How To Save A Dying Cilantro Plant?

How To Save A Dying Cilantro Plant?

Cilantro, with the scientific name Coriandrum sativum, is an annual herb belonging to the family Apiaceae, which also includes parsley, celery and carrots. These plants are also referred to as coriander, dhania or Chinese parsley, and can grow up to 24 inches tall. They are native to Asia and are commonly grown for their fresh leaves and dried seeds which are widely used in cooking. Like all plants, Cilantro is susceptible to its share of problems and diseases, some of which may kill the plant unless treated promptly. 

How to save a dying cilantro plant

Whether or not you are able to save your cilantro plant will depend on the cause and extent of the damage. The sooner you address the problem, the better your chances of reviving it. Nevertheless, a good first step is to ensure that you are providing the plant with optimal growing conditions, as this will ensure that it is not further weakened, and may even fix the problem.

Water your plants at least once or twice weekly. 

To keep the soil consistently moist, water your plants at least once or twice a week. This will prevent the leaves from wilting and drooping.  However, in droughts or heat waves, water at least thrice weekly, or as often as required to keep the soil moist. 

Use plenty of compost in your potting mix.

Compost should be integrated into your potting mix to help the soil retain moisture. It is also an important factor in good soil drainage, and encourages root establishment. For cilantro plants in the garden, enrich the area with compost and mulch to conserve moisture around the plants.  

Replant the cilantro in bigger pots. 

If your plants are dying and their pots are smaller than 10 inches in diameter, replant them in pots at least 12 inches across in width. Bigger pots can hold more compost and retain more moisture, which helps revive the plants. 

Provide the right balance of sunlight. 

Place your dying cilantro plants in a spot that gets partial sun, or morning sun followed by an afternoon shade. Having the right balance of sunlight is important for the plants to grow and regain their overall health.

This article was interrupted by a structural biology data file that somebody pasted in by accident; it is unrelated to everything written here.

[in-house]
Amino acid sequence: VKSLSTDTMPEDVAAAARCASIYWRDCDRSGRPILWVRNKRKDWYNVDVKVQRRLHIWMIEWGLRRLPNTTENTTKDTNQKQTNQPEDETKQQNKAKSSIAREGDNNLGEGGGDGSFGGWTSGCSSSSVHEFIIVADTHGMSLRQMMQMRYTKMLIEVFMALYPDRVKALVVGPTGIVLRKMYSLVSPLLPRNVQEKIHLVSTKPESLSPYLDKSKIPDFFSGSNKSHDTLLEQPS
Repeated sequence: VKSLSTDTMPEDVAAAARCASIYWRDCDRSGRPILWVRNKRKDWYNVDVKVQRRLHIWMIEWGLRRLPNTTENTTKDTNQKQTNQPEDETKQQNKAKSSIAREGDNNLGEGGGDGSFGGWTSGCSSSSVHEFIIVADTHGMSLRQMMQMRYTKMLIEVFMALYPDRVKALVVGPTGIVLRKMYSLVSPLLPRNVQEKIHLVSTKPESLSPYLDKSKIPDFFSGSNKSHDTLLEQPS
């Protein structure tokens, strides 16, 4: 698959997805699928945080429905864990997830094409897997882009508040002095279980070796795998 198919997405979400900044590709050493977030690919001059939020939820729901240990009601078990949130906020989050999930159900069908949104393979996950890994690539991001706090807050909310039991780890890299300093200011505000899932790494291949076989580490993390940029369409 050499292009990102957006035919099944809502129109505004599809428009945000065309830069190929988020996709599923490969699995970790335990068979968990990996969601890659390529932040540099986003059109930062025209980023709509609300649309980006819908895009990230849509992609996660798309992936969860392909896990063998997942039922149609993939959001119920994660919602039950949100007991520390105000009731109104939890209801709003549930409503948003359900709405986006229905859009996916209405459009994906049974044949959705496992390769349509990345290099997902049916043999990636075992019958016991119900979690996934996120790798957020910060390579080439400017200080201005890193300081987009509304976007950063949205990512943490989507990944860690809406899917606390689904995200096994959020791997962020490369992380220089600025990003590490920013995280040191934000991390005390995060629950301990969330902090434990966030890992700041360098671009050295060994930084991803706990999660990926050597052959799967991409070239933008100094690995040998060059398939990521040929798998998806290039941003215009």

Other life-saving tips to revive your cilantro plants 

  • Prune off some leaves. 
  • Mist the plants to hydrate the leaves. 
  • Feed the plants some wood ash or potassium sulfate to help them absorb water.
  • Do not feed them any nitrogen at this time.
  • Reduce the levels of light for a while.  

Reasons your cilantro plant is dying 

The plants are not being watered enough.

Cilantro plants tend to lose a lot of moisture through their leaves on windy or hot days. To prevent them from wilting and dying, the soil should be consistently moist so that the roots can draw up water as fast as it is being lost through the leaves. Avoid using sandy or fast-draining potting mix, as the roots may struggle to absorb water and the plants will be more likely to wilt. 

You have used the wrong type of soil. 

Planting your cilantro in the wrong type of soil could cause damage and possibly death. Soil quality and correct pH are essential for cilantro plants. The pH should be around 6.2 to 6.8; lower or higher than that could result in improper or stunted growth. The seeds should be planted at least four inches apart for them to grow well. 

You could be overwatering your plants. 

Cilantro plants do not like to be watered too much, and if the soil is too wet for a long period they may turn yellow and die. Find a watering balance whereby the soil maintains moisture without becoming waterlogged. Once the soil becomes too wet, the roots will sit in stagnant water and drown, and the plants will eventually die. 

It could be due to nutrient deficiency. 

If your dying cilantro plants also have yellowing leaves, it could be due to a nutrient deficiency in the soil, among other things. To fix a nutrient deficiency, apply a fertilizer that includes nitrogen, phosphorus and potassium. You can also do a soil test to ascertain exactly which nutrients, if any, are missing from your soil.

Signs that your cilantro is dying 

  • The leaves are wilting and drooping, and the plants have a sickly appearance. 
  • The tips of the leaves are turning yellow or starting to dry out. 
  • The leaves are falling off. 
  • There are black or yellow spots on the leaves, which could be indicative of fungal diseases.  


Cilantro plants are annual herbs that are easy to cultivate. These plants are native to Asia and are widely grown due to their important role in culinary recipes. While they are low-maintenance plants, they can also be prone to certain problems and diseases which can take a toll on their overall health.

If your cilantro plants appear to be dying, first ensure that you are providing optimal growing conditions to give them the best chance of bouncing back to health. First and foremost, they should be exposed to partial sun and afternoon shade, provided with suitable soil enriched with good quality compost, and should be watered at least twice a week so that their soil does not completely dry out. 

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